BCL2A1 inhibitors target diabetes, inflammation
Many pathogenic cell states (e.g., tumor cells or activated immune cells) depend on anti-apoptotic proteins for their survival, which makes these proteins effective therapeutic targets, as evidenced by the success in pharmacologic targeting of Bcl-2. Bcl2A1 is one such survival factor induced by inflammation in a variety of cell types, including cancer cells, B and T cells, neutrophils, and mast cells. Thus, there is potential that targeting Bcl2A1 could be developed as a strategy against a wide variety of diseases. In particular, our data suggest that Bcl2A1 is a significant survival factor in (i) diabetogenic CD4+ T cells that drive type I diabetes (T1D); (ii) neutrophil survival during inflammation, particularly during pre-term birth. Therefore, we have begun screening molecular libraries for compounds that inhibit Bcl2A1 function. We have developed a few first generation compounds that appear promising in our in vitro screens that we will further develop in preparation for testing in pre-clinical animal models.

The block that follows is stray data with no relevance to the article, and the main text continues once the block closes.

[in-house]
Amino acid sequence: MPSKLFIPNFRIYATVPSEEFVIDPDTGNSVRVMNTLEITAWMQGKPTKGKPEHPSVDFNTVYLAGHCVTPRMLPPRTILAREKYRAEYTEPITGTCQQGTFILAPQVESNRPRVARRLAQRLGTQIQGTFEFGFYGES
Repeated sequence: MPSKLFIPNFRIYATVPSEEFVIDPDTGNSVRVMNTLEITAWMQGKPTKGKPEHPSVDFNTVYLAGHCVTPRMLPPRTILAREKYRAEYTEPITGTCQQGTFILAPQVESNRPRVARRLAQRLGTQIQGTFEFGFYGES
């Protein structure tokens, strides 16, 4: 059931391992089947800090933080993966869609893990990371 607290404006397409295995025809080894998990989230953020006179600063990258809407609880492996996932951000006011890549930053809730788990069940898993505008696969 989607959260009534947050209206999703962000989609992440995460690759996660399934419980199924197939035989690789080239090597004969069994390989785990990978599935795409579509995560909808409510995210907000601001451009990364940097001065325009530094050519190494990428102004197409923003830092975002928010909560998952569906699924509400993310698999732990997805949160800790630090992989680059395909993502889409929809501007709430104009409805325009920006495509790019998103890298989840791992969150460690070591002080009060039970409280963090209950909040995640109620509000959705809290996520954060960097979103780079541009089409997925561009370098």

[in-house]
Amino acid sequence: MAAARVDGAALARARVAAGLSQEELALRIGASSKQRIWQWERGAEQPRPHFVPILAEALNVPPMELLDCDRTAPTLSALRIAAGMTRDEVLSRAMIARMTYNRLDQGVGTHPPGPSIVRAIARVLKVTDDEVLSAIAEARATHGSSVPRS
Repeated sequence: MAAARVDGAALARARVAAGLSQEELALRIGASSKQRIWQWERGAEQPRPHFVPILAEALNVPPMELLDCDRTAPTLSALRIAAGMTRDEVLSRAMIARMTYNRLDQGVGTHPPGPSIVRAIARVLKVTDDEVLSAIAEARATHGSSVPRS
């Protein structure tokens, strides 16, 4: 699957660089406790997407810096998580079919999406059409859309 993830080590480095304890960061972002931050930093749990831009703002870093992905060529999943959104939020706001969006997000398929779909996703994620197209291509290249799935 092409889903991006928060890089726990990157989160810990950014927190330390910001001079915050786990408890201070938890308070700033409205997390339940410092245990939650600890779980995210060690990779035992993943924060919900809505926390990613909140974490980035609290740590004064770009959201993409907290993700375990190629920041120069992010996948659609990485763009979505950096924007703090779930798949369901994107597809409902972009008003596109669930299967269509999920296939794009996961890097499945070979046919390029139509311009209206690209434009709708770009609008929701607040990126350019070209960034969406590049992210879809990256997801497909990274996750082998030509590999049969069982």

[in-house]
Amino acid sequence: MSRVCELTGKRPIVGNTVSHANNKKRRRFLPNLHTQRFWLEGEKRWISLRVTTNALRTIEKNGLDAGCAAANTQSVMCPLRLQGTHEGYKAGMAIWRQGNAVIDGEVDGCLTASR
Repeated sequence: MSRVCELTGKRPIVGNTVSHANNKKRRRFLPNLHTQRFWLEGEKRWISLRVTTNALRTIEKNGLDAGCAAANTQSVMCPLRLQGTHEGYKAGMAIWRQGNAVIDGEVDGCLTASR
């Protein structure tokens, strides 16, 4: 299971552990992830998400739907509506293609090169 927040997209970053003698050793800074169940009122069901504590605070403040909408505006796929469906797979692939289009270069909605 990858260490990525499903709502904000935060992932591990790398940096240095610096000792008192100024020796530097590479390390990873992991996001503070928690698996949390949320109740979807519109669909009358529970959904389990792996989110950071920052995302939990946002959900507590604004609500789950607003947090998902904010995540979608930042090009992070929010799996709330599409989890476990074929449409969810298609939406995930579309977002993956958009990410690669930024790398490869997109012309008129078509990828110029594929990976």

- Conditions with persistent neutrophilic inflammation (eg. pre-term birth), CD4+ T cell driven autoimmunity (eg type I diabetes, T1D), and mast cell mediated disease (eg. allergy).
- In-vitro and in-vivo models, including mouse models of T1D, pre-term birth, and mice deficient in Bcl2A1.
- Identified twelve promising higher-affinity inhibitory compounds that are being tested in a cellular apoptosis assay.